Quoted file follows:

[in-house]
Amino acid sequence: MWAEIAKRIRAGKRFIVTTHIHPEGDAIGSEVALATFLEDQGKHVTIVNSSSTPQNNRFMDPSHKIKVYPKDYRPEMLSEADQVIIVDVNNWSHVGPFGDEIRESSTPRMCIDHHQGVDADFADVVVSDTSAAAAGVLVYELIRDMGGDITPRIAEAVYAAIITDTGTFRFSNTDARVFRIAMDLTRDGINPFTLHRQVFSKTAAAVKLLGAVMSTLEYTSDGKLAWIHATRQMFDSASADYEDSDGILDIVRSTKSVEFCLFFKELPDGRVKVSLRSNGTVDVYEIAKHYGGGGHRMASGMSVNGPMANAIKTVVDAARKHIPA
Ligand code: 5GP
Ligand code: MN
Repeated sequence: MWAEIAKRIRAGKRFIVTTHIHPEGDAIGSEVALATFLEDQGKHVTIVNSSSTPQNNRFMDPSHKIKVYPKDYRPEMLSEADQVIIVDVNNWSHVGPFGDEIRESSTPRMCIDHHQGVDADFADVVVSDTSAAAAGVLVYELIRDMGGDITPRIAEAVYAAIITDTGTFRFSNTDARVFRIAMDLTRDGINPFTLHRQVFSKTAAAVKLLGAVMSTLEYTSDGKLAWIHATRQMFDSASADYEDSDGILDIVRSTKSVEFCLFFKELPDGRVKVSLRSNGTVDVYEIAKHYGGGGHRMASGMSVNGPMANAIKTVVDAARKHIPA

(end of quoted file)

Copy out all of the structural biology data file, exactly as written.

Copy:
[in-house]
Amino acid sequence: MWAEIAKRIRAGKRFIVTTHIHPEGDAIGSEVALATFLEDQGKHVTIVNSSSTPQNNRFMDPSHKIKVYPKDYRPEMLSEADQVIIVDVNNWSHVGPFGDEIRESSTPRMCIDHHQGVDADFADVVVSDTSAAAAGVLVYELIRDMGGDITPRIAEAVYAAIITDTGTFRFSNTDARVFRIAMDLTRDGINPFTLHRQVFSKTAAAVKLLGAVMSTLEYTSDGKLAWIHATRQMFDSASADYEDSDGILDIVRSTKSVEFCLFFKELPDGRVKVSLRSNGTVDVYEIAKHYGGGGHRMASGMSVNGPMANAIKTVVDAARKHIPA
Ligand code: 5GP
Ligand code: MN
Repeated sequence: MWAEIAKRIRAGKRFIVTTHIHPEGDAIGSEVALATFLEDQGKHVTIVNSSSTPQNNRFMDPSHKIKVYPKDYRPEMLSEADQVIIVDVNNWSHVGPFGDEIRESSTPRMCIDHHQGVDADFADVVVSDTSAAAAGVLVYELIRDMGGDITPRIAEAVYAAIITDTGTFRFSNTDARVFRIAMDLTRDGINPFTLHRQVFSKTAAAVKLLGAVMSTLEYTSDGKLAWIHATRQMFDSASADYEDSDGILDIVRSTKSVEFCLFFKELPDGRVKVSLRSNGTVDVYEIAKHYGGGGHRMASGMSVNGPMANAIKTVVDAARKHIPA